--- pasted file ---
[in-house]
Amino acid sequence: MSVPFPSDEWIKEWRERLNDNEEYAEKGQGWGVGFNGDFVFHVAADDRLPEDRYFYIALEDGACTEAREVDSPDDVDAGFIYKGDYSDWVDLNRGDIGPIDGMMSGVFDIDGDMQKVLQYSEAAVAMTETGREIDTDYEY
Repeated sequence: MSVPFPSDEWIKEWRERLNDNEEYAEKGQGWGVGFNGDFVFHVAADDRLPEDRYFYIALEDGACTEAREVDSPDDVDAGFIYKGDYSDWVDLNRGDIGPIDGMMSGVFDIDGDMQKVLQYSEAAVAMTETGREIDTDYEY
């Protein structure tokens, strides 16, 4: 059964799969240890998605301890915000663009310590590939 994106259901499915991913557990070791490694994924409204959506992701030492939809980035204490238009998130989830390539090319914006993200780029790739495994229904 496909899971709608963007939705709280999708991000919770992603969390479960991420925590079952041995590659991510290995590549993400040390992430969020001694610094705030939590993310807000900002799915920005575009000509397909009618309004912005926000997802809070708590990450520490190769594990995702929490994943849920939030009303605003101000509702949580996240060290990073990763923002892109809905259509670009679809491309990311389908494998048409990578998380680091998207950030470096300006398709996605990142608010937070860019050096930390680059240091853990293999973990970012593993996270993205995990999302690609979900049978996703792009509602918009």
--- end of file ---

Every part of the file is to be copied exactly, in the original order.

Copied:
[in-house]
Amino acid sequence: MSVPFPSDEWIKEWRERLNDNEEYAEKGQGWGVGFNGDFVFHVAADDRLPEDRYFYIALEDGACTEAREVDSPDDVDAGFIYKGDYSDWVDLNRGDIGPIDGMMSGVFDIDGDMQKVLQYSEAAVAMTETGREIDTDYEY
Repeated sequence: MSVPFPSDEWIKEWRERLNDNEEYAEKGQGWGVGFNGDFVFHVAADDRLPEDRYFYIALEDGACTEAREVDSPDDVDAGFIYKGDYSDWVDLNRGDIGPIDGMMSGVFDIDGDMQKVLQYSEAAVAMTETGREIDTDYEY
């Protein structure tokens, strides 16, 4: 059964799969240890998605301890915000663009310590590939 994106259901499915991913557990070791490694994924409204959506992701030492939809980035204490238009998130989830390539090319914006993200780029790739495994229904 496909899971709608963007939705709280999708991000919770992603969390479960991420925590079952041995590659991510290995590549993400040390992430969020001694610094705030939590993310807000900002799915920005575009000509397909009618309004912005926000997802809070708590990450520490190769594990995702929490994943849920939030009303605003101000509702949580996240060290990073990763923002892109809905259509670009679809491309990311389908494998048409990578998380680091998207950030470096300006398709996605990142608010937070860019050096930390680059240091853990293999973990970012593993996270993205995990999302690609979900049978996703792009509602918009």